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December 2012 Archives

Lawsuit claims pharmacist was wrongfully fired for praying

A pharmacist who says she was fired from a California Walmart for praying with a customer has filed a lawsuit alleging workplace discrimination. The pharmacist, who had worked for Walmart in Bakersfield since 2006, admitted she had prayed with customers and told them, "be healed." However, she says she was written up only after raising concerns about other employees improperly handling and distributing narcotics in violation of DEA rules. At the time, she was warned that she should refrain from praying on the job.A few months after the initial reprimand, the woman claims her supervisor confronted her with a surveillance video that appeared to show her praying with a customer who was crying. She denied that she was praying; she said she simply was trying to console the person. Thereafter, the woman was fired for misconduct.

Former health plan employees sue for wrongful termination

The Ventura County Medi-Cal system is facing a wrongful termination lawsuit filed by two former employees of the Gold Coast Health Plan. The lawsuit alleges an antagonistic work environment where financial mismanagement, harassment and retaliation were widespread. Among other things, the lawsuit claims accounting errors left up to $1 million in funds unaccounted for and that the former CEO maintained a $250,000 slush fund in order to avoid submitting payment requests to a governing commission. The health plan has had a troubled past. Since it was established in 2011, there have been numerous concerns about the plan's solvency, errors in claims processing and high employee turnover. As a result of these issues, the state of California has required the plan to make several operational and financial changes.

Workplace affair costs taxpayers

A long-time affair between a San Luis Obispo county supervisor and his legislative assistant will cost taxpayers thousands. When news of the affair became public, the county administrator announced plans to move the woman to a new county position at the same rate of pay. The $68,870 annual salary will be paid out of discretionary funds. Critics say the woman is not entitled to the new position and the county should not be paying for it. The woman previously worked in the clerk recorder's office. She left that position six years ago to become a legislative assistant, which is not a civil service position. A former county supervisor says this means the woman has no right to transfer back to a county position. Other county employees who left their positions to become legislative assistants did not receive the same preferential treatment. Local attorneys speculate the county is trying to avoid a sexual harassment claim by the woman.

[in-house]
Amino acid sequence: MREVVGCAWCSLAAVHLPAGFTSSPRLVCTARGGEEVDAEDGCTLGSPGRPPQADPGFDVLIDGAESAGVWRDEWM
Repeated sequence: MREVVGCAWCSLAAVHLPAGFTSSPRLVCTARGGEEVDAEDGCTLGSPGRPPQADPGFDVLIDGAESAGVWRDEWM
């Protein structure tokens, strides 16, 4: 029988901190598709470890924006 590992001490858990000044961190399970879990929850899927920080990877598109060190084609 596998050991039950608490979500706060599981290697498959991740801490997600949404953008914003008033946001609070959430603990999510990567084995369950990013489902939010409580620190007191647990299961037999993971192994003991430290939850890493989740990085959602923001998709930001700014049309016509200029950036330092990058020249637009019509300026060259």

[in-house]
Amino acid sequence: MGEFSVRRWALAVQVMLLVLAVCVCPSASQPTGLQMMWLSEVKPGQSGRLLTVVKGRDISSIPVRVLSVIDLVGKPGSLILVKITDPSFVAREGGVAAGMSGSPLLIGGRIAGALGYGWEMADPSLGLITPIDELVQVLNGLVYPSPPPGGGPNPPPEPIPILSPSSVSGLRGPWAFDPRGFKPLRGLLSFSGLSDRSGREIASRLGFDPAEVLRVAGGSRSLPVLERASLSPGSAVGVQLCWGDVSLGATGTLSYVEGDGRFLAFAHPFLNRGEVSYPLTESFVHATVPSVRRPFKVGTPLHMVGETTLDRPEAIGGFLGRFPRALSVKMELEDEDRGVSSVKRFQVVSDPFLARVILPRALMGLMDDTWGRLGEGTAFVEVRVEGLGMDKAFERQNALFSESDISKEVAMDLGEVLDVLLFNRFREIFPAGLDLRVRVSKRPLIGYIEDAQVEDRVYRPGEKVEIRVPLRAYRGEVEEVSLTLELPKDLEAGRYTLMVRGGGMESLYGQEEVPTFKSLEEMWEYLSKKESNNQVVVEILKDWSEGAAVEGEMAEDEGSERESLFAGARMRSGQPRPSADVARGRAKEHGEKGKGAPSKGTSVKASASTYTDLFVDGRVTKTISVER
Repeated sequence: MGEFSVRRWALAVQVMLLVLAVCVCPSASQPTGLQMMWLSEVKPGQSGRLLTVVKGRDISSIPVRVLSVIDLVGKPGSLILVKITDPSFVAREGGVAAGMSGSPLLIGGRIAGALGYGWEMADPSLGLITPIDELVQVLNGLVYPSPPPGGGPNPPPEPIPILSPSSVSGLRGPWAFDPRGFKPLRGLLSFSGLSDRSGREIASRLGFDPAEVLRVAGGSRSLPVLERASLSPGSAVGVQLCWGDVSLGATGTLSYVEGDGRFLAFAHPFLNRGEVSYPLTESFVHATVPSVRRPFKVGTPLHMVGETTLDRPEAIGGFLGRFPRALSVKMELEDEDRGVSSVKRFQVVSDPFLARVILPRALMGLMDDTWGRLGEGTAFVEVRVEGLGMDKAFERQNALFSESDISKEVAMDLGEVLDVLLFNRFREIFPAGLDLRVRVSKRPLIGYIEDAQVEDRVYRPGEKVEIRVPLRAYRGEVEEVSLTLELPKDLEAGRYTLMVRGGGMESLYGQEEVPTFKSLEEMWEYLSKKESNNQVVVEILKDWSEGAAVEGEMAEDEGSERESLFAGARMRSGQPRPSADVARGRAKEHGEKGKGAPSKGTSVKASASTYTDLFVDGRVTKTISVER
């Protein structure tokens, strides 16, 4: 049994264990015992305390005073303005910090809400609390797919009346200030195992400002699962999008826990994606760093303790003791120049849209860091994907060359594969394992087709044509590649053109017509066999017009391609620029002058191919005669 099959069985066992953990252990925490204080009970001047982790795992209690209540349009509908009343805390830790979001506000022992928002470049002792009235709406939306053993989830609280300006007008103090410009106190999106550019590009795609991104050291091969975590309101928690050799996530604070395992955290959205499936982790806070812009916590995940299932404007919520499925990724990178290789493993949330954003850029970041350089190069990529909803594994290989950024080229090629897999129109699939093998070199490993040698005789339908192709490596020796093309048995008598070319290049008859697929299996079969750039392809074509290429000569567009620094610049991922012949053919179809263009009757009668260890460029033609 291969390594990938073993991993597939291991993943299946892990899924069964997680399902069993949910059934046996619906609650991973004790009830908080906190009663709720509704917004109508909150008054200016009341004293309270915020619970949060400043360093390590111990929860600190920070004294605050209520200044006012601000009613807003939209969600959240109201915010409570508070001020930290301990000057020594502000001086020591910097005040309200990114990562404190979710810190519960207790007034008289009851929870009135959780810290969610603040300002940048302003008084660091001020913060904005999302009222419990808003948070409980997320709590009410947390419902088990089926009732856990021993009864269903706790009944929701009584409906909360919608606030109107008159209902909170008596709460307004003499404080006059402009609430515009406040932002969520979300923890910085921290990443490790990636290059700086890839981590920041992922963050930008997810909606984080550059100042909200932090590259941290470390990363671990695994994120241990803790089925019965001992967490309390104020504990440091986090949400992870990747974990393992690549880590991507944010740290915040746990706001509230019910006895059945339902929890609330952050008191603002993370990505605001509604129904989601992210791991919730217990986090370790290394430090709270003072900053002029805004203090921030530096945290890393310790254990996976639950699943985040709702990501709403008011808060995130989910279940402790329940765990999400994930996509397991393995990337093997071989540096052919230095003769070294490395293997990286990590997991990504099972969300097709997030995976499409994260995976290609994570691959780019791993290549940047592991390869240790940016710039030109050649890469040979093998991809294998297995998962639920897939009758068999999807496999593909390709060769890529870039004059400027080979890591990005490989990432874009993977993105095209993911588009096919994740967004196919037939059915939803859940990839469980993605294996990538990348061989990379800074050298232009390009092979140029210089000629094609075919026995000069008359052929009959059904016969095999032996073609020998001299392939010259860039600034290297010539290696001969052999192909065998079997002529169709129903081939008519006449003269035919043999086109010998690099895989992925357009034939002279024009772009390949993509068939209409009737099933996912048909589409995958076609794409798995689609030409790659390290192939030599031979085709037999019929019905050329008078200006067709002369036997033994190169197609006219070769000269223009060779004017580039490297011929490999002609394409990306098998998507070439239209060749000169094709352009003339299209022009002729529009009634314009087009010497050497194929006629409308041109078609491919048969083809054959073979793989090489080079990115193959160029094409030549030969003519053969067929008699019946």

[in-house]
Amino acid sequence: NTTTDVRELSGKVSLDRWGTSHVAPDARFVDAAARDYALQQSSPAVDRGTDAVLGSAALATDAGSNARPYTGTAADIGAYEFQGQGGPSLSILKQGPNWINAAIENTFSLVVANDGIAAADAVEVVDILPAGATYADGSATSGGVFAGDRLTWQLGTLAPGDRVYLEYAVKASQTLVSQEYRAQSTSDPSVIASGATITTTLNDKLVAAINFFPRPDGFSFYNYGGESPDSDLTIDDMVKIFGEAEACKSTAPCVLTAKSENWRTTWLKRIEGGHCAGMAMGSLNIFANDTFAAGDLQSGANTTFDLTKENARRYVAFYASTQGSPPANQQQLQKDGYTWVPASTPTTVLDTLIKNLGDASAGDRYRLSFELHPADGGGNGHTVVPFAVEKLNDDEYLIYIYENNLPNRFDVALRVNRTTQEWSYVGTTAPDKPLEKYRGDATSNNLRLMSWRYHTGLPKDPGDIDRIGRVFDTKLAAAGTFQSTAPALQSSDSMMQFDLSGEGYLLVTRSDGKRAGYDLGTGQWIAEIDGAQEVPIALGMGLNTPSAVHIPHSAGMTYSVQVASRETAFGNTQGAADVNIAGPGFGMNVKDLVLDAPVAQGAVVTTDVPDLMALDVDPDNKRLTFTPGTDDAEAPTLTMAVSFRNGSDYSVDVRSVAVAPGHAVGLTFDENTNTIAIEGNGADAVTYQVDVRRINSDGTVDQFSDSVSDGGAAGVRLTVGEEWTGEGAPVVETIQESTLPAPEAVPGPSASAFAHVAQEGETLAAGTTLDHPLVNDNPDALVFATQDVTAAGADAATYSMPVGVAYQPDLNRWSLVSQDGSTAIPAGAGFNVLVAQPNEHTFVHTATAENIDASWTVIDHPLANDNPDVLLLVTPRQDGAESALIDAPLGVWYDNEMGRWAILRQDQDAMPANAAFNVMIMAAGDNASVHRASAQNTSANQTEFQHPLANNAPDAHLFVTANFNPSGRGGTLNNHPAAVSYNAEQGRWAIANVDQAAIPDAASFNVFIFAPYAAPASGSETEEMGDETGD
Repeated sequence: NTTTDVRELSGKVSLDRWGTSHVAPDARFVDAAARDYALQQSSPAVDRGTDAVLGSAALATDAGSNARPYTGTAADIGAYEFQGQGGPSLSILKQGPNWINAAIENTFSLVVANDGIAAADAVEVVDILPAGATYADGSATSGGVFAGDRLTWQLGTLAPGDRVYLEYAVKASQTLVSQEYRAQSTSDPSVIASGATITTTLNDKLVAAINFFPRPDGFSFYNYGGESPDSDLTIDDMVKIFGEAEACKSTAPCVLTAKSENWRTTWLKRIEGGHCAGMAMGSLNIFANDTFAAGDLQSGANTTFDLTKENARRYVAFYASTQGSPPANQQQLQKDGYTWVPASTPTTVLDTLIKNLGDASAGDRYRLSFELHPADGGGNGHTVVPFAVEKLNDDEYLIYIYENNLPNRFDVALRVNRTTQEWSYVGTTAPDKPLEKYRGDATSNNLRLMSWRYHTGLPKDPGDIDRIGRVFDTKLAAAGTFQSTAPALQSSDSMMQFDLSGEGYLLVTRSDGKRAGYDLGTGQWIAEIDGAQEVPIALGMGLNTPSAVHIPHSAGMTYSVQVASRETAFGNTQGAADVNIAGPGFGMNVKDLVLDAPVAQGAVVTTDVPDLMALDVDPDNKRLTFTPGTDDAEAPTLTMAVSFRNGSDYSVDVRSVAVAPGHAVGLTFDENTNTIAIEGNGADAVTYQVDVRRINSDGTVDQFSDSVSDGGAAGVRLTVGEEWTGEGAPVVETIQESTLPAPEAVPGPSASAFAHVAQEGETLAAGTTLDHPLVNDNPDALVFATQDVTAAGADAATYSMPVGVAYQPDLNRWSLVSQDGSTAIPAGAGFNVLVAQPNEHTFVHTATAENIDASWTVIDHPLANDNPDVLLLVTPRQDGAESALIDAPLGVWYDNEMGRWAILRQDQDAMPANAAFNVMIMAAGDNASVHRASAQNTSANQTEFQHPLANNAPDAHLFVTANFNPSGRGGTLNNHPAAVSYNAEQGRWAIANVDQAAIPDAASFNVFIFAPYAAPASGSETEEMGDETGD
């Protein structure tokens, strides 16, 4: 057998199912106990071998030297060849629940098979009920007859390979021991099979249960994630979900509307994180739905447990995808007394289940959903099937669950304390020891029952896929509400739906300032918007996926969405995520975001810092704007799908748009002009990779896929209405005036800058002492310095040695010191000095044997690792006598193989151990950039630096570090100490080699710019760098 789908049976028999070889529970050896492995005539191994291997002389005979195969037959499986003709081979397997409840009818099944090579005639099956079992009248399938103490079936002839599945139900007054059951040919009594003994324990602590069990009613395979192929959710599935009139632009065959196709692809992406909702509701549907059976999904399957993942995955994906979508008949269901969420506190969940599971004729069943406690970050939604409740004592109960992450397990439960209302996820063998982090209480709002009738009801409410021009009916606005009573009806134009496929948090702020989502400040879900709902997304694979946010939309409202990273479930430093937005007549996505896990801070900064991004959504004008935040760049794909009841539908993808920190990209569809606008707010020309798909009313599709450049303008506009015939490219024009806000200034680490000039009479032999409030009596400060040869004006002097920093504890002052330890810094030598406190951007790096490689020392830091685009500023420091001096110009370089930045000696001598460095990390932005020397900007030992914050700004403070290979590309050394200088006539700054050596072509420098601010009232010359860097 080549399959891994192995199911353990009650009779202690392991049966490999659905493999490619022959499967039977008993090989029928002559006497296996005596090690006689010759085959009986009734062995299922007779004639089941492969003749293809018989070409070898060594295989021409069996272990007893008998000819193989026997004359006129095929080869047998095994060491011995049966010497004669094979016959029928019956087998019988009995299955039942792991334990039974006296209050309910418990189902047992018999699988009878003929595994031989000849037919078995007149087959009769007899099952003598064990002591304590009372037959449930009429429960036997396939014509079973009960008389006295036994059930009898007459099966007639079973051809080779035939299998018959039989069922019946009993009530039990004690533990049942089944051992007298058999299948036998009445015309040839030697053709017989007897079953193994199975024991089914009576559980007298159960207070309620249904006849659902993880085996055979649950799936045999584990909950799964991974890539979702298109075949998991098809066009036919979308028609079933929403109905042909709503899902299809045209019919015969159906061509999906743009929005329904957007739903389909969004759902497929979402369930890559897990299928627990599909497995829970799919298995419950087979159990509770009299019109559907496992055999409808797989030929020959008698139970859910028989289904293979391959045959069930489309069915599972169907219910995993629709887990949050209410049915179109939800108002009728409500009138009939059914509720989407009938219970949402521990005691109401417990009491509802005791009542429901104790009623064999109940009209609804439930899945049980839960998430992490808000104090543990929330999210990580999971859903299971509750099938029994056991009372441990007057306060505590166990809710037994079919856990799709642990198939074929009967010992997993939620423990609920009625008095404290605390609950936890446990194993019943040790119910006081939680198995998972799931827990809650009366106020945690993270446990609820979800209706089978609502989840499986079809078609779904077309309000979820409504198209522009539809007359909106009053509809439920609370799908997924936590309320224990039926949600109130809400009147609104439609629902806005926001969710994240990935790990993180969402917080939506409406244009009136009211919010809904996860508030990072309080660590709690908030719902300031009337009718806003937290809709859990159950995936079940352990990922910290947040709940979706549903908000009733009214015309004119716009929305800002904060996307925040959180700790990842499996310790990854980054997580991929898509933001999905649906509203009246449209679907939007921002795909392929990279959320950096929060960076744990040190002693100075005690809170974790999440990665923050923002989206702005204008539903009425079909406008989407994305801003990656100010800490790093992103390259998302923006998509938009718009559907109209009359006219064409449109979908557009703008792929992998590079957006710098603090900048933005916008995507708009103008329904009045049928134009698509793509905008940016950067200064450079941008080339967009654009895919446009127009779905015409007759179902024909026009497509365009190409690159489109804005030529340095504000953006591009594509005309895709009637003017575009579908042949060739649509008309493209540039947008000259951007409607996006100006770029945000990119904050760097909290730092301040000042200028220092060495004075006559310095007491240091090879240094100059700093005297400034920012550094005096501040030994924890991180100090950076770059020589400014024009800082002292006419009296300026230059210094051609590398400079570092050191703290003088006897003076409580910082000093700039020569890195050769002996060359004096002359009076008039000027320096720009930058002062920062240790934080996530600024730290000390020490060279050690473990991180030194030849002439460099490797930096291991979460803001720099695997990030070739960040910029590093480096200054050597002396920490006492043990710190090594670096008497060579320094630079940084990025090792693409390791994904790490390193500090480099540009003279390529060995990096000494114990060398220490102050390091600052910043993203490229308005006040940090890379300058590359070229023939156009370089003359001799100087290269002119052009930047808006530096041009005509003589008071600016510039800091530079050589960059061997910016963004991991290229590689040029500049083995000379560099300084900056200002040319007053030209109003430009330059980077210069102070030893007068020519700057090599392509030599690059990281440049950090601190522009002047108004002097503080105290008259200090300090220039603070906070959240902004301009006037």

'The Price Is Right' producers owe for wrongful termination

A California jury has awarded a former model on "The Price Is Right" game show punitive damages of $7.7 million for pregnancy discrimination and wrongful termination. The woman, who appeared on the show for seven years prior to the birth of her twins, already had been awarded actual damages of $777,000. The punitive damages award is in addition to the earlier award. The show's producers are appealing.The former model, who tried to conceive for years before finally becoming pregnant, said the show's executive producer was upset when she told him she was having twins, expressing concern that she would get really big. She also said her co-workers called her "wide load" and teased that she would break the set with the additional baby weight. Once her pregnancy started to show, the producers stopped calling her for work, and when she tried to return from maternity leave, she was rejected.

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